SHERRY COLB & MICHAEL DORF – Lessons the Vegan Movement Can Learn from Other Justice Movements

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SHERRY COLB & MICHAEL DORF – Lessons the Vegan Movement Can Learn from Other Justice Movements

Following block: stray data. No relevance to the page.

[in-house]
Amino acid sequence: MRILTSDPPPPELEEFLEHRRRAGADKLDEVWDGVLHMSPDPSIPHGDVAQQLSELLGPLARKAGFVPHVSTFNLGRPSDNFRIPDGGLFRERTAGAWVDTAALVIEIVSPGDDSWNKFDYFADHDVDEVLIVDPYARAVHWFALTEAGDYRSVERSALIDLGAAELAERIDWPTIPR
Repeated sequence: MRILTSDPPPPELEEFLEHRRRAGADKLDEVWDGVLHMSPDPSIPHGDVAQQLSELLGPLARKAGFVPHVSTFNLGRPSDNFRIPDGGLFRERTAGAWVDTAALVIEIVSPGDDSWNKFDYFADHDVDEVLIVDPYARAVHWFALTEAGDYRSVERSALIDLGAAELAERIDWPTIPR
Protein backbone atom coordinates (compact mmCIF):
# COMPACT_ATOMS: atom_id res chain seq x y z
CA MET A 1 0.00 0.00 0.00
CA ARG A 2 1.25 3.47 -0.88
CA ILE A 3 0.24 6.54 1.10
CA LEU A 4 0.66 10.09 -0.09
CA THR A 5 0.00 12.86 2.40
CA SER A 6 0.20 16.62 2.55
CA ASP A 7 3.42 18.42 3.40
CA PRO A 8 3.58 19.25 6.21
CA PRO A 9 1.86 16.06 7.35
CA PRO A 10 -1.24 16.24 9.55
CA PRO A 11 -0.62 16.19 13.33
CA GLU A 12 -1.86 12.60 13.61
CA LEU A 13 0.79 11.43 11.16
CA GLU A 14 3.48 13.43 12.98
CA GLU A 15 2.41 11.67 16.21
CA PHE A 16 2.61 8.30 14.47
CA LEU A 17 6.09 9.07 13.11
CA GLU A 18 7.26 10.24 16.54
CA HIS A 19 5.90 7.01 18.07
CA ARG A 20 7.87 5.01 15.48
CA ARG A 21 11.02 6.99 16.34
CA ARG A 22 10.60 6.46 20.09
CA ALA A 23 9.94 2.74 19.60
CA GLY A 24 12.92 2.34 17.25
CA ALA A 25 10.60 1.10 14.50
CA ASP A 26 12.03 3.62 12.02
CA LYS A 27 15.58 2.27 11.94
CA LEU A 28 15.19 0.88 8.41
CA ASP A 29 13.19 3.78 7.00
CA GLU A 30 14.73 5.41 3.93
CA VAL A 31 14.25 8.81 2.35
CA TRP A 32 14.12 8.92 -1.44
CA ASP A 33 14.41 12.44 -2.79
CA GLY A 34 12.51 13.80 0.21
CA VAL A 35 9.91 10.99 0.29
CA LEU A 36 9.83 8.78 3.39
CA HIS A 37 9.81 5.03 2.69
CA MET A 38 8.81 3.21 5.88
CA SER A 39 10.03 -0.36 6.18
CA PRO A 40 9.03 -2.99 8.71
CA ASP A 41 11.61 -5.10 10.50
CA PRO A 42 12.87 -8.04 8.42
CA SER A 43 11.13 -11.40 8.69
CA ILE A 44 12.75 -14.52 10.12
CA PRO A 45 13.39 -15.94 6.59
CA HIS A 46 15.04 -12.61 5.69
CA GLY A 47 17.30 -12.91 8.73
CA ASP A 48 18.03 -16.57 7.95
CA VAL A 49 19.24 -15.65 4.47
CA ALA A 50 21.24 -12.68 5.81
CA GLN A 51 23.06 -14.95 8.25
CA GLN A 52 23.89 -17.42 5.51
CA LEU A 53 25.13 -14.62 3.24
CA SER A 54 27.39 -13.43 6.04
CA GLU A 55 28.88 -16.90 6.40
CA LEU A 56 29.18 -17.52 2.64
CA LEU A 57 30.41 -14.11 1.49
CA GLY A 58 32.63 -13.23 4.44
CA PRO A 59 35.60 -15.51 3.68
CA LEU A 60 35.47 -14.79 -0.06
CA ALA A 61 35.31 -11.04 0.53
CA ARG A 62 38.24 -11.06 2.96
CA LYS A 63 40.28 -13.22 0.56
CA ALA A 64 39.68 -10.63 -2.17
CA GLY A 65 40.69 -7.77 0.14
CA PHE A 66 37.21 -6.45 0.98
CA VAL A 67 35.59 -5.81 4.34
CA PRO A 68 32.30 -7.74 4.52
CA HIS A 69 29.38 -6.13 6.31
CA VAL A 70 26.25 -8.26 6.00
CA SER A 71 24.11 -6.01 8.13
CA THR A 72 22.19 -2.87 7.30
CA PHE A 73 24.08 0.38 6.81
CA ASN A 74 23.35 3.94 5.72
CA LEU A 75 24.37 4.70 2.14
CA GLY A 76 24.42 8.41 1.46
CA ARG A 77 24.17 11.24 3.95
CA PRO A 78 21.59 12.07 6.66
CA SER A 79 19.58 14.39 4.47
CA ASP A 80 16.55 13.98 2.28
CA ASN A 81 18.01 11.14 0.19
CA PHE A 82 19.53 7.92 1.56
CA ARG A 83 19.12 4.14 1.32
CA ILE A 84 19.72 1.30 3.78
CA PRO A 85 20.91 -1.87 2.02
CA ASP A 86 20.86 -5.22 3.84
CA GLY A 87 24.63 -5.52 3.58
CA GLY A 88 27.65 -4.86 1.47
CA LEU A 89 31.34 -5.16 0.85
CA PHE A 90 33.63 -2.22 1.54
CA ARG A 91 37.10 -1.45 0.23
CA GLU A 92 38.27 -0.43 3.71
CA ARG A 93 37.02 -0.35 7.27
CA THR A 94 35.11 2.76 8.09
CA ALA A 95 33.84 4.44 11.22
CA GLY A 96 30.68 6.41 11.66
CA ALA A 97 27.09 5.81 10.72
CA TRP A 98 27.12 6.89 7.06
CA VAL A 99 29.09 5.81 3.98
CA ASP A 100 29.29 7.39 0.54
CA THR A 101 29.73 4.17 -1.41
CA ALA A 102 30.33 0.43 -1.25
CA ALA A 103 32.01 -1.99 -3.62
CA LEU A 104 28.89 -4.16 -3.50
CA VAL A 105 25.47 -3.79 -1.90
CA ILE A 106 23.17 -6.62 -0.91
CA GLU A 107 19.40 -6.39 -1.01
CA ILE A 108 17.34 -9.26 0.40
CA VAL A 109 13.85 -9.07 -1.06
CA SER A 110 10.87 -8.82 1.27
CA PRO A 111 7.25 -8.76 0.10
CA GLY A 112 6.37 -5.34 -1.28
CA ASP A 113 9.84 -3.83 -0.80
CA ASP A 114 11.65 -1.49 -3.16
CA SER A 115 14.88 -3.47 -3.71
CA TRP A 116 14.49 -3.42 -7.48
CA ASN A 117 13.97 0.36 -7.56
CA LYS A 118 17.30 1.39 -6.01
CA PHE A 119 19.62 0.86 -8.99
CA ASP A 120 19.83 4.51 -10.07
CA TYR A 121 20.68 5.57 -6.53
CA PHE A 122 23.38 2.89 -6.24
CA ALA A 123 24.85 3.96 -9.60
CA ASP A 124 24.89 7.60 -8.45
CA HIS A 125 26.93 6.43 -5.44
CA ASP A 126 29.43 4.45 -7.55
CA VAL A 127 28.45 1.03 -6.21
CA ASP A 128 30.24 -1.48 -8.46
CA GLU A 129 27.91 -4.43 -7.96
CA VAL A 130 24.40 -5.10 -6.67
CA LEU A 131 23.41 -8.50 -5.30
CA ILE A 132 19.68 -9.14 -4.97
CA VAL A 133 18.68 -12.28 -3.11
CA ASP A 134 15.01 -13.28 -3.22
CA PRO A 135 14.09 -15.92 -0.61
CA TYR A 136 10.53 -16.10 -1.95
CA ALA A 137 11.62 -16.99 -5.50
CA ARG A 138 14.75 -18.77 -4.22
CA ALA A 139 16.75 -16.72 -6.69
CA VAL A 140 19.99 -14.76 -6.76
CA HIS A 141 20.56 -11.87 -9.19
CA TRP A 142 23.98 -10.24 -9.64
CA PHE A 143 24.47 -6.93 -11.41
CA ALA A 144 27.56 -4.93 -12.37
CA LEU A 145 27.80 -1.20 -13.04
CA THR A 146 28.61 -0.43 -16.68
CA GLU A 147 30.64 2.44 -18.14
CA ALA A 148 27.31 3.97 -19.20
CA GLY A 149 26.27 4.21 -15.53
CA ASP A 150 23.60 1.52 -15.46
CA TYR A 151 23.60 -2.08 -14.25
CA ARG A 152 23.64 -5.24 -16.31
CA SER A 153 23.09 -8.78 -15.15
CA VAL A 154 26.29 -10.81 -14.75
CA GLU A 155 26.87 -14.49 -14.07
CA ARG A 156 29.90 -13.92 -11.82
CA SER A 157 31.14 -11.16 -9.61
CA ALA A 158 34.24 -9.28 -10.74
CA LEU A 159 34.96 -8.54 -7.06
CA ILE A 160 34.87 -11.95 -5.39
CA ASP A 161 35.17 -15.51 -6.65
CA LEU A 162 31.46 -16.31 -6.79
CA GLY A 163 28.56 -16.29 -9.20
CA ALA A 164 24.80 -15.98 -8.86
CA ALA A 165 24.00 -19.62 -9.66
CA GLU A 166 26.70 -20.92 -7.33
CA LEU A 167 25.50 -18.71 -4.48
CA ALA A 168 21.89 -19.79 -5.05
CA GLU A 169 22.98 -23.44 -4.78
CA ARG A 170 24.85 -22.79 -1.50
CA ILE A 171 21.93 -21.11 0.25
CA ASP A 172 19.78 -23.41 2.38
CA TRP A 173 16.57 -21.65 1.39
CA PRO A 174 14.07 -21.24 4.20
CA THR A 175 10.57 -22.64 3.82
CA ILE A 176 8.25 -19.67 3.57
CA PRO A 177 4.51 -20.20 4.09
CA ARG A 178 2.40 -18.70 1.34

actually the first thing I wanted to announce is that we’re doing things a little bit out of order so they might have been expecting another shot so and you like to lately won’t be offended you will be speaking in 35 minutes 30 for 30 minutes what one or the other so but in between going where could be talking and we are Sherri Coale and i kaldorf we spoke to you yesterday or something yesterday that’s a lot of topics so our topic for today is how we can learn from other justice movements and how to proceed fulfilling the objectives that we’d like to fulfill as ethical vegan and abolitionists cetera nom now first Michael is going to speak about how we can emulate social justice movements then whose goals we share and then after he does that I’m going to think about how we can think about emulating the social justice movements of his goals he and I Michael I do not share although some of you may and that’s fine and so that it leads like the organizing principle of emulating and thinking about other movements so without further ado here we are Mike indoors and sherry don’t be after yesterday they were pretty funny so today we’re not okay so sharing are both wall professors and we don’t teach the same subjects about the epsilon the lab and we will often get students who take it carries that rights class or take my consultation law class want to know how they can use the skills they’re learning as neophyte lawyers to advance the cause of the mammals and so yesterday Teddy Brian talked a little bit about how one of the best ways is actually not to be doing stuff directly with respect to and the wealth or any of that stuff but to make it easier for vegan businesses to comply with the law to change the law for any businesses I’ve nuclear agree with that today I’m going to talk a little bit about what we can learn from other social justice movements that had the law as a possible tool in their arsenal and it’s going to be basically a cautionary tale and then I’ll turn so he’s here another path little change and i have here listed four categories of oppression basically people have been historically present in this country in another place in the basis of race sex ethn orientation of species and the negativity but with respect to the first three categories there has been and continues to be some progress though it is often two steps forward one step back but I want to go back in time a little bit and suggest that where we are with respect to law in the animal rights movement is somewhere where the law is not especially useful now I could talk about legislation I can’t talk about referenda because of my main area of specialty in constitutional law I’ve chosen to talk about cases and I’m going to just give you a snippet of cases from each of these four categories and I said before i do with respect to all that the law has a positive direction in respect of sexual orientation very rapidly very recently but as I says it still works or if it doesn’t be done with respective species I think we’re at earlier early point so let’s take a look at break so this is a bottom line that you can’t read because it’s too small but it’s a quotation from the supreme court case in eighteen fifty seven year old familiar with Nicole Dred Scott against an FIR the question in the case was whether Dred Scott who was enslaved African American who was taken by his master in every territory became free they’re all the argument that he did by the light of the Missouri Compromise the Supreme Court said Zurich alkalizing constitutional and in any of that you could never be free because the Constitution has baked it to its DNA we are India of white supremacy besides just language it just said to that base